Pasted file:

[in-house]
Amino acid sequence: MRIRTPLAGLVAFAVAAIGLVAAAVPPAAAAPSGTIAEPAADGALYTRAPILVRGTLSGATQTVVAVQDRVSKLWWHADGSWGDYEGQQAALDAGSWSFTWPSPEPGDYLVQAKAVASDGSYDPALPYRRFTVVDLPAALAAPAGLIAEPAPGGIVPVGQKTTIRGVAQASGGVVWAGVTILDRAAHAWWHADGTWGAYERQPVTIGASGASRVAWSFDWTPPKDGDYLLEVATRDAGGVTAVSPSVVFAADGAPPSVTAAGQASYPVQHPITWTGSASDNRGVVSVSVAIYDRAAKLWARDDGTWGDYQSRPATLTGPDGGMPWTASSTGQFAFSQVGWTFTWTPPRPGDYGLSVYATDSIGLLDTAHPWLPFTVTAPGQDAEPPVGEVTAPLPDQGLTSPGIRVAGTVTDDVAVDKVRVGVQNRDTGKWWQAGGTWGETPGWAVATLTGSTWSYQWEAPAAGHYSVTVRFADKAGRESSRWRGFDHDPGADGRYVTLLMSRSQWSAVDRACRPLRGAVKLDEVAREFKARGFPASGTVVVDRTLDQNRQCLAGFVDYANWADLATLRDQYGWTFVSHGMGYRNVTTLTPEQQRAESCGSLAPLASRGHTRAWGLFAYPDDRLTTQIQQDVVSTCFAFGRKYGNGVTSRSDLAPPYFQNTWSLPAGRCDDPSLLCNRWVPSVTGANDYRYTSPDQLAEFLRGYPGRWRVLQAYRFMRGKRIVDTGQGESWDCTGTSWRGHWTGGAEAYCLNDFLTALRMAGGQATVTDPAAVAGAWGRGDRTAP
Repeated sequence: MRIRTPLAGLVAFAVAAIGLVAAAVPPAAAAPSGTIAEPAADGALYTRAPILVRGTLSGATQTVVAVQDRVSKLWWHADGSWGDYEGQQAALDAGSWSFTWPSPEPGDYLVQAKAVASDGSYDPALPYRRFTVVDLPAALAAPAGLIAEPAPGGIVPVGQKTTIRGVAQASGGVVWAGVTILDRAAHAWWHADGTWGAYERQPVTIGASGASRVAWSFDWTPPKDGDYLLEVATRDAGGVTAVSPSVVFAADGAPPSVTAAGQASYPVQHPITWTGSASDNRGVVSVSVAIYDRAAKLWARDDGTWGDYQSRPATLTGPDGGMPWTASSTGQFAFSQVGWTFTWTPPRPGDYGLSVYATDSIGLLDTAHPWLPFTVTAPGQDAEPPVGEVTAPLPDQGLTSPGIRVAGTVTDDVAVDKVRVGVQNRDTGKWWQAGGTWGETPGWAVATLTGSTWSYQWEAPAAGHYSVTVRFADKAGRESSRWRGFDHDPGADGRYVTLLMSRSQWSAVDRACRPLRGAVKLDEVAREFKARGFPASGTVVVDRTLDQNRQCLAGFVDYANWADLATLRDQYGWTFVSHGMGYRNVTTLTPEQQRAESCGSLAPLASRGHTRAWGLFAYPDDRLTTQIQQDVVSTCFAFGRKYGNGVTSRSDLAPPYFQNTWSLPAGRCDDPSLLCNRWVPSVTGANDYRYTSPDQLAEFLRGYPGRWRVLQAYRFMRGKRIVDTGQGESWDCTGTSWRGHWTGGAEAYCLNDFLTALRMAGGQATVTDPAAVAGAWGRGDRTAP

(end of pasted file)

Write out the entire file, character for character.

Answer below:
[in-house]
Amino acid sequence: MRIRTPLAGLVAFAVAAIGLVAAAVPPAAAAPSGTIAEPAADGALYTRAPILVRGTLSGATQTVVAVQDRVSKLWWHADGSWGDYEGQQAALDAGSWSFTWPSPEPGDYLVQAKAVASDGSYDPALPYRRFTVVDLPAALAAPAGLIAEPAPGGIVPVGQKTTIRGVAQASGGVVWAGVTILDRAAHAWWHADGTWGAYERQPVTIGASGASRVAWSFDWTPPKDGDYLLEVATRDAGGVTAVSPSVVFAADGAPPSVTAAGQASYPVQHPITWTGSASDNRGVVSVSVAIYDRAAKLWARDDGTWGDYQSRPATLTGPDGGMPWTASSTGQFAFSQVGWTFTWTPPRPGDYGLSVYATDSIGLLDTAHPWLPFTVTAPGQDAEPPVGEVTAPLPDQGLTSPGIRVAGTVTDDVAVDKVRVGVQNRDTGKWWQAGGTWGETPGWAVATLTGSTWSYQWEAPAAGHYSVTVRFADKAGRESSRWRGFDHDPGADGRYVTLLMSRSQWSAVDRACRPLRGAVKLDEVAREFKARGFPASGTVVVDRTLDQNRQCLAGFVDYANWADLATLRDQYGWTFVSHGMGYRNVTTLTPEQQRAESCGSLAPLASRGHTRAWGLFAYPDDRLTTQIQQDVVSTCFAFGRKYGNGVTSRSDLAPPYFQNTWSLPAGRCDDPSLLCNRWVPSVTGANDYRYTSPDQLAEFLRGYPGRWRVLQAYRFMRGKRIVDTGQGESWDCTGTSWRGHWTGGAEAYCLNDFLTALRMAGGQATVTDPAAVAGAWGRGDRTAP
Repeated sequence: MRIRTPLAGLVAFAVAAIGLVAAAVPPAAAAPSGTIAEPAADGALYTRAPILVRGTLSGATQTVVAVQDRVSKLWWHADGSWGDYEGQQAALDAGSWSFTWPSPEPGDYLVQAKAVASDGSYDPALPYRRFTVVDLPAALAAPAGLIAEPAPGGIVPVGQKTTIRGVAQASGGVVWAGVTILDRAAHAWWHADGTWGAYERQPVTIGASGASRVAWSFDWTPPKDGDYLLEVATRDAGGVTAVSPSVVFAADGAPPSVTAAGQASYPVQHPITWTGSASDNRGVVSVSVAIYDRAAKLWARDDGTWGDYQSRPATLTGPDGGMPWTASSTGQFAFSQVGWTFTWTPPRPGDYGLSVYATDSIGLLDTAHPWLPFTVTAPGQDAEPPVGEVTAPLPDQGLTSPGIRVAGTVTDDVAVDKVRVGVQNRDTGKWWQAGGTWGETPGWAVATLTGSTWSYQWEAPAAGHYSVTVRFADKAGRESSRWRGFDHDPGADGRYVTLLMSRSQWSAVDRACRPLRGAVKLDEVAREFKARGFPASGTVVVDRTLDQNRQCLAGFVDYANWADLATLRDQYGWTFVSHGMGYRNVTTLTPEQQRAESCGSLAPLASRGHTRAWGLFAYPDDRLTTQIQQDVVSTCFAFGRKYGNGVTSRSDLAPPYFQNTWSLPAGRCDDPSLLCNRWVPSVTGANDYRYTSPDQLAEFLRGYPGRWRVLQAYRFMRGKRIVDTGQGESWDCTGTSWRGHWTGGAEAYCLNDFLTALRMAGGQATVTDPAAVAGAWGRGDRTAP